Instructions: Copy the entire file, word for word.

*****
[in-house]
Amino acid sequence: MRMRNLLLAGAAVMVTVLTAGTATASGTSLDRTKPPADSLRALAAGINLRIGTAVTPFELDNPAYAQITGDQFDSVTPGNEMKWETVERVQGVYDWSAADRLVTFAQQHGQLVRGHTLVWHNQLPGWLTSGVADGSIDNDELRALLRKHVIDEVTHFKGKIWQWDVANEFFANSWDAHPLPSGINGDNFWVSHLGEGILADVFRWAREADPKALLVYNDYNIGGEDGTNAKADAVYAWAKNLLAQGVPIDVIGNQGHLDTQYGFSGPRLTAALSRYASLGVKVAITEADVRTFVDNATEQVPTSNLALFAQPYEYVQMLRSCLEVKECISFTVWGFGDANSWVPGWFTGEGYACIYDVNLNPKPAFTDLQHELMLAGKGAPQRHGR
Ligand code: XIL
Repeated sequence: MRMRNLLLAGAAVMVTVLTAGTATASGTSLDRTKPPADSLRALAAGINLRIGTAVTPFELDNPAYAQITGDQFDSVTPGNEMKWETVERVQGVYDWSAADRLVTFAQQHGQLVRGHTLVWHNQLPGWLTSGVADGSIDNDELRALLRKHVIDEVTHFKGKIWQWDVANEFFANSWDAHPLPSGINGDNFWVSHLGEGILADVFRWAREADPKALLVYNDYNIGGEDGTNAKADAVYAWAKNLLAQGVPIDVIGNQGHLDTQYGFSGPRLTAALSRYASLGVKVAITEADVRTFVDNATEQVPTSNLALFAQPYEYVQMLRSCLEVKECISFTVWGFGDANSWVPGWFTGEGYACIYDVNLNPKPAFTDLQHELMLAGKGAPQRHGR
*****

[in-house]
Amino acid sequence: MRMRNLLLAGAAVMVTVLTAGTATASGTSLDRTKPPADSLRALAAGINLRIGTAVTPFELDNPAYAQITGDQFDSVTPGNEMKWETVERVQGVYDWSAADRLVTFAQQHGQLVRGHTLVWHNQLPGWLTSGVADGSIDNDELRALLRKHVIDEVTHFKGKIWQWDVANEFFANSWDAHPLPSGINGDNFWVSHLGEGILADVFRWAREADPKALLVYNDYNIGGEDGTNAKADAVYAWAKNLLAQGVPIDVIGNQGHLDTQYGFSGPRLTAALSRYASLGVKVAITEADVRTFVDNATEQVPTSNLALFAQPYEYVQMLRSCLEVKECISFTVWGFGDANSWVPGWFTGEGYACIYDVNLNPKPAFTDLQHELMLAGKGAPQRHGR
Ligand code: XIL
Repeated sequence: MRMRNLLLAGAAVMVTVLTAGTATASGTSLDRTKPPADSLRALAAGINLRIGTAVTPFELDNPAYAQITGDQFDSVTPGNEMKWETVERVQGVYDWSAADRLVTFAQQHGQLVRGHTLVWHNQLPGWLTSGVADGSIDNDELRALLRKHVIDEVTHFKGKIWQWDVANEFFANSWDAHPLPSGINGDNFWVSHLGEGILADVFRWAREADPKALLVYNDYNIGGEDGTNAKADAVYAWAKNLLAQGVPIDVIGNQGHLDTQYGFSGPRLTAALSRYASLGVKVAITEADVRTFVDNATEQVPTSNLALFAQPYEYVQMLRSCLEVKECISFTVWGFGDANSWVPGWFTGEGYACIYDVNLNPKPAFTDLQHELMLAGKGAPQRHGR